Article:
Another example of a cue is when you are cleaning up your bedroom. Don’t buy a large laundry basket. Buy one that will fit a few days’ worth of clothing. Once that is full, that is your cue to do the laundry.
It would be ideal if people who tend to procrastinate scheduled all their tasks by making a date with themselves in their calendar, but too often people don’t write these things down and even when they do, they tend not to refer to their calendar or ignore it all together. Therefore, setting yourself up in specific ways can help you remember the things you need to do. A great resource for this is the Define My Day Planner.
A few other examples are when your sink is piled up with dishes. Although it is better to wash or place the dishes into the dishwasher after use, too often this is not the case. The cue in this case is when there is no more room in the sink, it’s time to wash the dishes. For those who read this and feel this is extreme, one must understand that each person is different and not everyone remembers to take care of chores on a routine basis.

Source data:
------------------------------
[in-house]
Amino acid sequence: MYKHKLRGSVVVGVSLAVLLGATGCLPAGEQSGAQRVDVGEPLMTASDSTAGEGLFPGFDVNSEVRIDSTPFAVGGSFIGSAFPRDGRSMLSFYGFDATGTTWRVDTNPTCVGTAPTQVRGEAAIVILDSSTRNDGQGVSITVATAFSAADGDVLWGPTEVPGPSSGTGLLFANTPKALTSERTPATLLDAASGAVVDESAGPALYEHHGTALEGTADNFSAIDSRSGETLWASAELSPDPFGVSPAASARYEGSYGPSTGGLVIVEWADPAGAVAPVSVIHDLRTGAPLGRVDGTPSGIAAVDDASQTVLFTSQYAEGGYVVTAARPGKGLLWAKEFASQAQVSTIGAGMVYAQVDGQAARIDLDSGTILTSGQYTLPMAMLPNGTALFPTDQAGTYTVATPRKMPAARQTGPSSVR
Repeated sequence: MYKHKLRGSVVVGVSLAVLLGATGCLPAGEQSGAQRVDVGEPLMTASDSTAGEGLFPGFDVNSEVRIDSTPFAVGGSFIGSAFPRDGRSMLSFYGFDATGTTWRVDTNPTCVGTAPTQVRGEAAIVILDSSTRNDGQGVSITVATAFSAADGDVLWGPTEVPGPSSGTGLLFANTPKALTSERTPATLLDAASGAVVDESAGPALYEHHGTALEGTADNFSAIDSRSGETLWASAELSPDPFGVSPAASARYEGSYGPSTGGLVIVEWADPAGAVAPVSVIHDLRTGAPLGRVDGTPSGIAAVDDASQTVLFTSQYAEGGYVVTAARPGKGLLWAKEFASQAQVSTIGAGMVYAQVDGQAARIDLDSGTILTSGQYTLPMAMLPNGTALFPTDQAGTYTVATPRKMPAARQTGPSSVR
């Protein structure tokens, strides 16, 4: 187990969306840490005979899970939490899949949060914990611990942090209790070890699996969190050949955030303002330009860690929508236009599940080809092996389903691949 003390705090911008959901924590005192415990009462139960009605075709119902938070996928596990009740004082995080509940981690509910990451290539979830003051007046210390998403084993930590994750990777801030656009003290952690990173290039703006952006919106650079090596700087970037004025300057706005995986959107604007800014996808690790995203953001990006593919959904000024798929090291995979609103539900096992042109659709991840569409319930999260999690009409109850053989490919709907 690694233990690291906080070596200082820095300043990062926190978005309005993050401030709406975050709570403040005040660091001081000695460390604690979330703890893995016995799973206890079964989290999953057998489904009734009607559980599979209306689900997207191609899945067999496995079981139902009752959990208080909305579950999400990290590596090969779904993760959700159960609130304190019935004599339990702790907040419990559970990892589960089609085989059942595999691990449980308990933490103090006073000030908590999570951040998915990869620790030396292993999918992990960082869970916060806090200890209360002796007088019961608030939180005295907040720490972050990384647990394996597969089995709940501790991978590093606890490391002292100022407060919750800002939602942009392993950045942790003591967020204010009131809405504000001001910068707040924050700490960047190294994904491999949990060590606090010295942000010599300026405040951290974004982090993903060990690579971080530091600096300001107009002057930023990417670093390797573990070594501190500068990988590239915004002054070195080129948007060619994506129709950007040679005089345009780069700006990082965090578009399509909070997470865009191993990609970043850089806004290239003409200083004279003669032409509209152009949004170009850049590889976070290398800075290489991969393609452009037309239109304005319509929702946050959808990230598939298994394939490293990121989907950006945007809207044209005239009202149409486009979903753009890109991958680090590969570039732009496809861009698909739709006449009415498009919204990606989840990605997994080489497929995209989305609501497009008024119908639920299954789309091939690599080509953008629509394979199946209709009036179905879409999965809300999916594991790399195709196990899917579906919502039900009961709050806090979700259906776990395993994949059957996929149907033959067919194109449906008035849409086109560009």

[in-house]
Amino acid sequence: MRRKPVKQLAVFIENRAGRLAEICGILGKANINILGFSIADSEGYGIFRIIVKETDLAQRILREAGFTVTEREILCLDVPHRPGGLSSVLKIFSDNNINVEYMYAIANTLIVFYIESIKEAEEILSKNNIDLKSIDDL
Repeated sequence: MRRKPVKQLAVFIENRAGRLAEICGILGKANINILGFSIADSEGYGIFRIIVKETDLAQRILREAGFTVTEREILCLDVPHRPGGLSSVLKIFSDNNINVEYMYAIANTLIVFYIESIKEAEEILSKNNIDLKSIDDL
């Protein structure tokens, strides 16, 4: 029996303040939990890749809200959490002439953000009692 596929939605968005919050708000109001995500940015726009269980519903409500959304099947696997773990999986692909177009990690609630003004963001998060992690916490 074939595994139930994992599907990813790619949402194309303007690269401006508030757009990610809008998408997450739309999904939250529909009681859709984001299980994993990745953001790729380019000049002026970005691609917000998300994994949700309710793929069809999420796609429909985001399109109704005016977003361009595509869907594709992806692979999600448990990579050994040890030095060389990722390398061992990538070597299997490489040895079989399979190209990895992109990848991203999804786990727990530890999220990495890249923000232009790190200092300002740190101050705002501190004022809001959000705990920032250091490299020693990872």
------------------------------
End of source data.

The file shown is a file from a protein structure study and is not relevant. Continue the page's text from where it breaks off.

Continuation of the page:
Dusting and vacuuming are one of the last chores ever done in homes. People tend to put this off since they don’t notice those dust bunnies or recognize the amount of accumulated dust. We know that this causes some health hazards, but how do we create a cue in this instance? I recommend that you place a yellow, orange, or pink piece of construction paper on a surface in each room of your house. These colors attract dust mites because they absorb the adequate amount of solar light for dust mites to thrive on. When you see the dust build up on these sheets, it is time to dust.
It is recommended that carpet be vacuumed twice a week and if there is a pet in the house, more frequently. The best recommendation for remembering to vacuum twice a week is to pick two favorite songs and promise yourself you will only listen to them if you are vacuuming. If you think this is far-fetched, it’s not. I used a similar cue for exercising. I introduced the concept of watching a favorite Netflix movie only if the person was on their exercise bike. It worked. Now this person exercises almost every day since she wants to watch her movies.